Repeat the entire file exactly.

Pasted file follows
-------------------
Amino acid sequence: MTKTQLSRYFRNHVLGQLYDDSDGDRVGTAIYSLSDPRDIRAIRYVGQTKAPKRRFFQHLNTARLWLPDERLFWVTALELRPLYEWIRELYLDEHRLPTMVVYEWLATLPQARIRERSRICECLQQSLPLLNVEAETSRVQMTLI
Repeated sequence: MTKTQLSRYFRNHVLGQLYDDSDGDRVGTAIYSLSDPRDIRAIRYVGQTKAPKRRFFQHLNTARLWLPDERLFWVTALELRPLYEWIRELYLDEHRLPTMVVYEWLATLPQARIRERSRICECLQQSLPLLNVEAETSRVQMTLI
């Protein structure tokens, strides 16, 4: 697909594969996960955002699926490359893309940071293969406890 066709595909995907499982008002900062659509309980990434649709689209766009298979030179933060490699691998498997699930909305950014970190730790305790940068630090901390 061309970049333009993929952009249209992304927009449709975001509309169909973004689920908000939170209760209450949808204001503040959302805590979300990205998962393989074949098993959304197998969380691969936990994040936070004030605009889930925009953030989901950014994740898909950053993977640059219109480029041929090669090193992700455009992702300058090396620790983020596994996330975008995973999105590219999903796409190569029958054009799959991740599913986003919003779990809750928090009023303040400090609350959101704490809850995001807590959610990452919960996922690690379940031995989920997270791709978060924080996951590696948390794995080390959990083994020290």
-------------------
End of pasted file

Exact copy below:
Amino acid sequence: MTKTQLSRYFRNHVLGQLYDDSDGDRVGTAIYSLSDPRDIRAIRYVGQTKAPKRRFFQHLNTARLWLPDERLFWVTALELRPLYEWIRELYLDEHRLPTMVVYEWLATLPQARIRERSRICECLQQSLPLLNVEAETSRVQMTLI
Repeated sequence: MTKTQLSRYFRNHVLGQLYDDSDGDRVGTAIYSLSDPRDIRAIRYVGQTKAPKRRFFQHLNTARLWLPDERLFWVTALELRPLYEWIRELYLDEHRLPTMVVYEWLATLPQARIRERSRICECLQQSLPLLNVEAETSRVQMTLI
């Protein structure tokens, strides 16, 4: 697909594969996960955002699926490359893309940071293969406890 066709595909995907499982008002900062659509309980990434649709689209766009298979030179933060490699691998498997699930909305950014970190730790305790940068630090901390 061309970049333009993929952009249209992304927009449709975001509309169909973004689920908000939170209760209450949808204001503040959302805590979300990205998962393989074949098993959304197998969380691969936990994040936070004030605009889930925009953030989901950014994740898909950053993977640059219109480029041929090669090193992700455009992702300058090396620790983020596994996330975008995973999105590219999903796409190569029958054009799959991740599913986003919003779990809750928090009023303040400090609350959101704490809850995001807590959610990452919960996922690690379940031995989920997270791709978060924080996951590696948390794995080390959990083994020290």